Despite rampant concerns on both the right and left about the integrity of the election, we seem to have dodged a bullet on Nov. 7, at least on the presidential level. There were no serious problems reported — no hanging chads, endless recounts or credible evidence of widespread dirty tricks — and 97 percent of voters said they had no problems voting this year, aside from waiting in lines. It’s lucky that was the case, because the federal commission tasked with making elections function better has been stymied by partisan infighting that has left it with zero commissioners, with Republicans refusing to appoint new ones and blocking Democrats from doing the same.
The Pima County Board of Supervisors denied a request from its Election Integrity Commission to sort early ballots by precinct for a special hand audit for this election. The board spent about an hour Tuesday listening to commissioners and activists describe the need for an improved ballot-counting process. Pima County is the only county in the state that doesn’t sort ballots by precinct, said commissioner Michael Duniho. “Resisting improvement in vote count auditing has earned Pima County a reputation for suspect elections,” he told the board. A precinct-level hand count would confirm the accuracy of the machine count, Duniho said.
Florida: Allen West’s Concession Won’t End Troubles for St. Lucie County Elections | Sunshine State News
U.S. Rep. Allen West may have ended his two-week battle with election officials in St. Lucie County on Tuesday, but the Treasure Coast office will continue to face scrutiny over how it handled the election. Florida Rep. Gayle Harrell, R-Stuart, vowed she will pursue correcting how the supervisor of elections office reportedly double-counted some ballots and misplaced others in West’s defeat to Democrat Patrick Murphy of Jupiter. “We’re going to move forward looking very carefully at the recommendations, seeing exactly what they say and see what went wrong with this election process in St. Lucie County,” Harrell said Tuesday.
Now that Jesse Jackson Jr. has resigned his seat in Congress, Gov. Pat Quinn must set the date for an election to fill the seat. Cook County Clerk David Orr has a plan — and hopes the courts will go along. It would require a court order condensing the schedule so that the primary and general elections to replace Jackson would fit the existing suburban Cook County, Will and Kankakee County election schedules. All have primary elections Feb. 26 and general elections April 9. However, as it stands, there is a March 15 deadline to hold a special election. Orr said sticking to the existing deadline would mean staging extra elections — and incurring extra costs.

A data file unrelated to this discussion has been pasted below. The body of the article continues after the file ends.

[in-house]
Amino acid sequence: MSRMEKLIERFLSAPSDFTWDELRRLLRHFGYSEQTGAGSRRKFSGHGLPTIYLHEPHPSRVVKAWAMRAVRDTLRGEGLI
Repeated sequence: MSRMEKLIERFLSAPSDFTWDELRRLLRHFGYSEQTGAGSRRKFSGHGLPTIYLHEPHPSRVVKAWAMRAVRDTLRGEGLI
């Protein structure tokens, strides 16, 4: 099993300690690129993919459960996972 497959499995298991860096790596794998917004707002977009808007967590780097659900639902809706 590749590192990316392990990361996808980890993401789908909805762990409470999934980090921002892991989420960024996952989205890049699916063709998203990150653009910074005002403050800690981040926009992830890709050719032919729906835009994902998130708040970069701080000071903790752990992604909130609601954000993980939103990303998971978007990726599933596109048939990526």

A general election that went off with hardly a hitch hasn’t changed Iowa Secretary of State Matt Schultz’s determination to clean up voter registration rolls. Now that the election is over, Schultz plan to resume efforts to root out voter fraud as soon as a Polk County District Court judge lifts a temporary injunction preventing him from removing ineligible Iowans from voter registration rolls. “My position hasn’t changed: If you’re not a citizen you shouldn’t be voting,” the first-term Republican said. “It’s my job to protect the integrity of the vote. If every vote really does count, then it’s important for us to protect that.”
New Jersey: Slammed by Sandy, New Jersey counties seek more time to count ballots | Philadelphia Inquirer
Fourteen New Jersey counties, swamped with provisional and mail-in ballots in the aftermath of Hurricane Sandy, on Tuesday were granted more time to count. Those counties, including Burlington, Camden and Gloucester, have until next week to certify the results of the Nov. 6 election. That means a few close local races in towns such as Stratford, Laurel Springs, Delanco, Bordentown, and Moorestown will remain undecided a while longer. “Election offices are bombed here” because of overseas and provisional ballots, Camden County Election Commissioner Robert Venuti said Tuesday. The county has yet to start counting those ballots, he said.
Ohio: Cuyahoga County elections chief Jane Platten leaving to take job at prosecutor’s office | cleveland.com
Cuyahoga County Board of Elections Director Jane Platten, who helped bring credibility and efficiency to the once-broken office, announced Tuesday she is taking a job as chief of staff for Cuyahoga County Prosecutor Timothy J. McGinty. Platten’s resignation comes two weeks after a largely trouble-free general election in Cuyahoga County — an occurrence much less common under previous elections directors. “When I told people that I had accepted the job as Board of Elections director, many of the reactions I received were, ‘Are you crazy?’ or they laughed,” Platten recalled in an interview Tuesday. “People’s perception of the Board of Elections was that it was an agency of extreme turmoil and it was broken, and we turned it around.”
Voting irregularities in Philadelphia on Election Day have prompted city official to launch an audit. City Controller Alan Butkovitz announced Tuesday afternoon that his office would conduct an audit of the Philadelphia City Commissioners’ handling of the election, in light of the fact that more than 27,000 individuals in the city were forced to vote by provisional ballot on Nov. 6. There are plenty of questions to be answered about how the election went down in Philadelphia. In a letter sent to the city commissioners – a three member board that is responsible for conducting elections in Pennsylvania’s largest city – Butkovitz said there were numerous reported incidents where individuals who had voted in one election district for years were forced to vote with a provisional ballot this year because their names had been removed from the voting rolls. The 27,000 provisional ballots is more than double the number of such ballots cast in 2008 – though turnout was actually slightly lower this time around.